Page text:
On March 18, 2020, the New York State Assembly passed and Governor Cuomo signed into law a response to the novel coronavirus that provides certain employees sick leave and job protection in the event they are subject to quarantine or isolation due to an order by a public health official. The new law also expands protections to certain employees under the New York Paid Family Leave and the New York disability benefits law to provide some measure of salary continuation during a quarantine or isolation order period.
On March 18, 2020, President Donald Trump signed the Families First Coronavirus Response Act. The new law requires employers with fewer than 500 employees to provide paid FMLA and paid sick leave related to the current pandemic. We address some of the major requirements of the new law.
Update March 19: via emergency order, California modified notification requirements under the state’s mini-WARN Act retroactive to March 4, 2020, and extending through the duration of the emergency
In the last few days, Minnesota has closed schools, restaurants, theaters, fitness centers, and other gathering places (Emergency Executive Orders 20-02 and 20-04). Minnesota has also started to provide much-needed relief to Minnesota employers and employees facing the immediate loss of work because of COVID-19 (Emergency Executive Order 20-05), including making unemployment benefits immediately accessible rather than requiring a one-week waiting period for out-of-work individuals. Below, we answer some frequently asked questions we have received since these orders were issued.
[UPDATED MARCH 18] Employers Ask: Can We Check All Employees for a Fever Before They Walk in the Door?
As businesses navigate the unprecedented waters surrounding COVID-19, some are considering using thermometers to screen employees and keep the workplace safe. But does the Americans with Disabilities Act (ADA) allow employers to check employees for a fever at the door? Right now, the answer is “yes.”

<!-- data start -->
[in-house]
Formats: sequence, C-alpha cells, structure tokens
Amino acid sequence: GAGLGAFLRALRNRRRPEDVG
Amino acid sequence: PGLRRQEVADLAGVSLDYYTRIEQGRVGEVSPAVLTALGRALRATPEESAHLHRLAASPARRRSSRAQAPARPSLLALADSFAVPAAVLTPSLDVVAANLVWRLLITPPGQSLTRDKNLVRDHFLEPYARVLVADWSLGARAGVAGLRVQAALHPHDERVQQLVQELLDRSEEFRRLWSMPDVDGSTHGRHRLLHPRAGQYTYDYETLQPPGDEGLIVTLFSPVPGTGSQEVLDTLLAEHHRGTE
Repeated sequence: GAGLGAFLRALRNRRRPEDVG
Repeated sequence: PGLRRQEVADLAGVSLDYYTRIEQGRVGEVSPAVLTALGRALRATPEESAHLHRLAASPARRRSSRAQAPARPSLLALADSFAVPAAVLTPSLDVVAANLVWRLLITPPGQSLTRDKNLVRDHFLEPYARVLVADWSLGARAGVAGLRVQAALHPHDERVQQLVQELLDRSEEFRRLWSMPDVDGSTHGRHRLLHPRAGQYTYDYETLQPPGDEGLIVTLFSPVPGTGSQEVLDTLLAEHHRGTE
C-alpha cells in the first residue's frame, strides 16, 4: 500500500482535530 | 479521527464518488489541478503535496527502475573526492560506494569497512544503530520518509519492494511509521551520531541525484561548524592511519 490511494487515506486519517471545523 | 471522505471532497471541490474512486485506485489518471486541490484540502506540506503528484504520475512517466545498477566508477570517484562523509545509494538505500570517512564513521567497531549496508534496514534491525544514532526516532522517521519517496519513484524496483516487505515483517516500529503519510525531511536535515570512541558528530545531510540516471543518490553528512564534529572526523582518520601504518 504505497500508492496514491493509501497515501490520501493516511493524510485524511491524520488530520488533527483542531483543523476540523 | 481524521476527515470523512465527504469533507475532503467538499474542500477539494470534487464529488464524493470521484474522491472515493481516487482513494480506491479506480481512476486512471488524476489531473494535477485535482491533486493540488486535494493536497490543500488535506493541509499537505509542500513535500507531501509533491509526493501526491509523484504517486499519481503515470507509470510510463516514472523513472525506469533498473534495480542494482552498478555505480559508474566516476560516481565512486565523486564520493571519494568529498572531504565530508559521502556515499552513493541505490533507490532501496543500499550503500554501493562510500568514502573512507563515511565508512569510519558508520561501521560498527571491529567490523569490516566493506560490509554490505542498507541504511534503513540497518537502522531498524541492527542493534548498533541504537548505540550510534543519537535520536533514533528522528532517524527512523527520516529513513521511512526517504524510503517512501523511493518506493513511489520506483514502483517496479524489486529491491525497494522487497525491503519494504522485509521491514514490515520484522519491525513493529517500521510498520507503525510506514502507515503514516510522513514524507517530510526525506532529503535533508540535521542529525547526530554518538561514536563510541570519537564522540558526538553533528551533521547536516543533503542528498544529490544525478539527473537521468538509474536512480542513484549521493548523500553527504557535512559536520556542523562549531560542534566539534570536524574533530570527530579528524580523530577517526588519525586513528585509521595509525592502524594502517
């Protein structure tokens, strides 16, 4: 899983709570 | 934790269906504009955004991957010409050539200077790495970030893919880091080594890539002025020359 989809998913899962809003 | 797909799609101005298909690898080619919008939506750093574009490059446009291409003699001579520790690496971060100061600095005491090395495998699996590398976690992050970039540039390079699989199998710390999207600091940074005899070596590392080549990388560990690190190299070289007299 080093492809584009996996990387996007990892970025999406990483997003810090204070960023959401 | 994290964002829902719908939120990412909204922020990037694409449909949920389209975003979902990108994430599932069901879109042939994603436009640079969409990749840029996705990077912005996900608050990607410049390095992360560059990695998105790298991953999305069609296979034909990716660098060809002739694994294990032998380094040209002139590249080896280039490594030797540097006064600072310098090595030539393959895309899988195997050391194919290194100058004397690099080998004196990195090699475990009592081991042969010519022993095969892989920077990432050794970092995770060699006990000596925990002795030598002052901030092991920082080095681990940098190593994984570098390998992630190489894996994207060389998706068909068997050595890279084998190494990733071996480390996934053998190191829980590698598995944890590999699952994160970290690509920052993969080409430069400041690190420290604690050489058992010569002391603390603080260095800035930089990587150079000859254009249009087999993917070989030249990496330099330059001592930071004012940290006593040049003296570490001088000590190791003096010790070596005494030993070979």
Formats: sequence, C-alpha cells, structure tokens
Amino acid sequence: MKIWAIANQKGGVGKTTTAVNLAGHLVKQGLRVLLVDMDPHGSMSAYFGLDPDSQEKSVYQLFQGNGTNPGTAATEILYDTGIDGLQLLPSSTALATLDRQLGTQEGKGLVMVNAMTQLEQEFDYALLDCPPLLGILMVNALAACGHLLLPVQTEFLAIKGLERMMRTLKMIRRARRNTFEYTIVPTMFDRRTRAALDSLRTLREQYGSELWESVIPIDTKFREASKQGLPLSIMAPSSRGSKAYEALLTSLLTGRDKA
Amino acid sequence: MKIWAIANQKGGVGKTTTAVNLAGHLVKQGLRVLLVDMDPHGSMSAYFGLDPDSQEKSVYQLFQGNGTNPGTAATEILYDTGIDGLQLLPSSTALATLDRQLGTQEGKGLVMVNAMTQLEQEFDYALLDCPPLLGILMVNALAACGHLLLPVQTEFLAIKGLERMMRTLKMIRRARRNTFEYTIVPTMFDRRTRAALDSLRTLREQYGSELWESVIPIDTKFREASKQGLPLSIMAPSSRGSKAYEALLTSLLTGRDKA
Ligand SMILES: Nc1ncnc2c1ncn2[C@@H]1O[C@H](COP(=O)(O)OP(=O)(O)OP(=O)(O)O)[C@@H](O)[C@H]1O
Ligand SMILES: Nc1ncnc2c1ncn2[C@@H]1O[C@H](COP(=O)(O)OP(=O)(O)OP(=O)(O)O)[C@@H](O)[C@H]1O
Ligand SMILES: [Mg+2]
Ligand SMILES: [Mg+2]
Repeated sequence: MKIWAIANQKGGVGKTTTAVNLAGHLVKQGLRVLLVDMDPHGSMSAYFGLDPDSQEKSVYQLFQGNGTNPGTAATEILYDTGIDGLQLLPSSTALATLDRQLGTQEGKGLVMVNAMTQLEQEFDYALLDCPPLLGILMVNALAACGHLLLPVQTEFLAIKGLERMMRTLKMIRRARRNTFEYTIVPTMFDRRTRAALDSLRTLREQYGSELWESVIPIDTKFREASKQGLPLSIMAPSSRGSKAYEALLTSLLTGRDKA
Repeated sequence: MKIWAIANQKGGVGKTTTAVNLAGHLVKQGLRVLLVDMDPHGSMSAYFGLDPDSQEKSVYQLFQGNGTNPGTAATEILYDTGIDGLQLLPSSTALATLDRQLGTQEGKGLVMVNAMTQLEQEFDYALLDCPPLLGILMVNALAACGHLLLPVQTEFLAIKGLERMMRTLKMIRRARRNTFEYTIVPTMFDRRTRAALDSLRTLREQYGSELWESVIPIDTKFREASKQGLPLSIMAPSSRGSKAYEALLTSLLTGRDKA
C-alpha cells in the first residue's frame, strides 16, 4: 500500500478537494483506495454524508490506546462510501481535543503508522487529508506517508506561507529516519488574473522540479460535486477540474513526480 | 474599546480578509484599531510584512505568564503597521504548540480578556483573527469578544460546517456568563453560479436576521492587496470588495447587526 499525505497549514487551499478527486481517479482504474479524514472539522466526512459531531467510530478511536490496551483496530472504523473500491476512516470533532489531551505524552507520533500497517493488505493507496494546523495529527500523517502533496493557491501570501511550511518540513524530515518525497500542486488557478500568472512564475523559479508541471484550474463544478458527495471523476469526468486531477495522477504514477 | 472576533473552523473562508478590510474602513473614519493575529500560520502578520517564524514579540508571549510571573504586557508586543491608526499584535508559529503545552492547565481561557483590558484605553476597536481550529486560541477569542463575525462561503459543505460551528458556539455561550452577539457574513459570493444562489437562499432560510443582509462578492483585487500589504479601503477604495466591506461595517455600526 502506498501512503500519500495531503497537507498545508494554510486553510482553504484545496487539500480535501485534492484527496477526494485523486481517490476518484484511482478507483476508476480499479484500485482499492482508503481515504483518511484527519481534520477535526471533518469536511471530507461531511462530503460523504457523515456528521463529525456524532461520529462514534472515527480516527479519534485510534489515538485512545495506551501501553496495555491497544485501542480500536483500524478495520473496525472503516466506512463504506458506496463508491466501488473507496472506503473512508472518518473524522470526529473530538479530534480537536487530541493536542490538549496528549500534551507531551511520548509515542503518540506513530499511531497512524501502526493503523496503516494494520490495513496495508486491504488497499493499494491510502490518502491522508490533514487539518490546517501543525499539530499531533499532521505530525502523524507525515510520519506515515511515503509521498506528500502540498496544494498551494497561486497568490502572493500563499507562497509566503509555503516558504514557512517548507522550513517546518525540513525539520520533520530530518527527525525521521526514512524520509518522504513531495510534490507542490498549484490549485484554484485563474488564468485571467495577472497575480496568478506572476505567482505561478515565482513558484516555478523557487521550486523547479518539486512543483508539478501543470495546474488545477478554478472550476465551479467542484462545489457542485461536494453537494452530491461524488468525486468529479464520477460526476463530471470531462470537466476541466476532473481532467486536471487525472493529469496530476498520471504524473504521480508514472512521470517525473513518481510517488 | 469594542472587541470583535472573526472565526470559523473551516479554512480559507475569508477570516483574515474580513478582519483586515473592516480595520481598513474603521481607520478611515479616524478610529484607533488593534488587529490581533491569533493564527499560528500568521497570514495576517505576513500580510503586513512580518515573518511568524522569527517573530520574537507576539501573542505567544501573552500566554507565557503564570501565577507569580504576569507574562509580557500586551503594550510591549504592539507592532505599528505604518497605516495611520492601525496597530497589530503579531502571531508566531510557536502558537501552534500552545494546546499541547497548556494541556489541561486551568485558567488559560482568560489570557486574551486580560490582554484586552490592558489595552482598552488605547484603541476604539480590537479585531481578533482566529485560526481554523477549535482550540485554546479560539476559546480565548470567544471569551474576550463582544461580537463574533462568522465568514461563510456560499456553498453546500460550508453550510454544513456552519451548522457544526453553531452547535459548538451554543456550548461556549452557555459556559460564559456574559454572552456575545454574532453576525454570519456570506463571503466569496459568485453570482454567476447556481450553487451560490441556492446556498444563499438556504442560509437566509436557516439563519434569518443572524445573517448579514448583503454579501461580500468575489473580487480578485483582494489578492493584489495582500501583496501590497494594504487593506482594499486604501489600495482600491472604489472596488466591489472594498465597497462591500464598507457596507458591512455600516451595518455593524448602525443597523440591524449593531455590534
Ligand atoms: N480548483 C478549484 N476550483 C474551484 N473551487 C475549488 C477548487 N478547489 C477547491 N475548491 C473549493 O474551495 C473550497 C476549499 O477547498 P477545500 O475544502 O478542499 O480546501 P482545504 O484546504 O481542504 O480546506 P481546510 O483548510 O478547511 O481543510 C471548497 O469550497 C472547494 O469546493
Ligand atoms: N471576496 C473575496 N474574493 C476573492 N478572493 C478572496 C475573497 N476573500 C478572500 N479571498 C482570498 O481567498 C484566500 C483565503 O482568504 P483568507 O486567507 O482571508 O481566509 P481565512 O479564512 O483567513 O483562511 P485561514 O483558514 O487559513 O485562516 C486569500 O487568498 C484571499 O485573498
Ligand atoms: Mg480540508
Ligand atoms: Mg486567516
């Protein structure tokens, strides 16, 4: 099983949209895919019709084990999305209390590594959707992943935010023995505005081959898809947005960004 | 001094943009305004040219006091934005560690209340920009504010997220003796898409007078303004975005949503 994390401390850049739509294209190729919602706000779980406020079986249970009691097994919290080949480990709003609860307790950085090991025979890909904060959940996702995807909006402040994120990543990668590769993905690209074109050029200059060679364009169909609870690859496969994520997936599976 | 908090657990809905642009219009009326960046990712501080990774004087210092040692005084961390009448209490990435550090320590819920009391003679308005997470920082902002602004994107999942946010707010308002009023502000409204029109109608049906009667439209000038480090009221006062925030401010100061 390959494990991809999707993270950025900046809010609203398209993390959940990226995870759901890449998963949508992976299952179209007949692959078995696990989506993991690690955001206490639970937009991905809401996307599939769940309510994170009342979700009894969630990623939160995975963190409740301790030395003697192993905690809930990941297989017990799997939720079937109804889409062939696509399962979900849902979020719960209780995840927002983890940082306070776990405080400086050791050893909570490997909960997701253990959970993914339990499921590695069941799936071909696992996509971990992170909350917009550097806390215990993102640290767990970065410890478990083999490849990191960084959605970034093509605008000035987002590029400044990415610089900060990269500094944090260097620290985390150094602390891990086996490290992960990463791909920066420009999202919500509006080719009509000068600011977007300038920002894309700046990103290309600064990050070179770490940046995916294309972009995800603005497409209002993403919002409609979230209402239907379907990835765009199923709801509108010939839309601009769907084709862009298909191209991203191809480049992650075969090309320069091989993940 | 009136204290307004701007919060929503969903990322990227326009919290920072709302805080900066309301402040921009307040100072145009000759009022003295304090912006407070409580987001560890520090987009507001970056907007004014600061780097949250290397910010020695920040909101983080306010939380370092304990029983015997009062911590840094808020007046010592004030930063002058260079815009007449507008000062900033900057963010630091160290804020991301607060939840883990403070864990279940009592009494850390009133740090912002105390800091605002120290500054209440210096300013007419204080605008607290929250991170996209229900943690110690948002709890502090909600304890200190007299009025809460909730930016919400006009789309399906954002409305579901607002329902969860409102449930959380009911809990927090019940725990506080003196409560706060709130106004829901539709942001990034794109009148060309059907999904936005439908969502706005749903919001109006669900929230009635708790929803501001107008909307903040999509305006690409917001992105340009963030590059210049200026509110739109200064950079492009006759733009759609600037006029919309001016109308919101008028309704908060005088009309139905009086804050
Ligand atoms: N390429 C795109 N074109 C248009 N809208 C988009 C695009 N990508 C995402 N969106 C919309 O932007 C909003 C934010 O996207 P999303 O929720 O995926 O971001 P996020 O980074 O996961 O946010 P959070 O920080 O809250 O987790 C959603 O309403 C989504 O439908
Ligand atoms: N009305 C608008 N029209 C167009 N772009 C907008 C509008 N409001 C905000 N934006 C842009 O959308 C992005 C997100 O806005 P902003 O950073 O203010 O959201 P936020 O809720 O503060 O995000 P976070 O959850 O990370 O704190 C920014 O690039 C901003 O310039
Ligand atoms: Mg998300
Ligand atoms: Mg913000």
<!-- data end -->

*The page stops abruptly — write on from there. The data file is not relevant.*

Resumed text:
The novel coronavirus (COVID-19) outbreak has created significant workplace concerns for U.S. employers. Companies are balancing the need to continue their operations against the desire to keep their employees safe. The Frequently Asked Questions below, and those answered by Courtney Blanchard on this news broadcast, address some of the more difficult employment law-related issues that have arisen as employers confront the coronavirus threat.
The circumstances surrounding COVID-19 (commonly referred to as the “coronavirus”) are unfolding each day. Currently, there is no evidence of widespread transmission of COVID-19 in the U.S. Indeed, the Centers for Disease Control and Prevention (CDC) advise that most American workers are at a low risk of contracting coronavirus absent sustained human-to-human transmission with infected travelers from abroad or other close contact with infected persons. Nonetheless, as individuals take steps to prepare for a potential outbreak, employers must also prepare for the possibility of a workforce impacted by an outbreak of COVID-19. There are several legal issues to consider.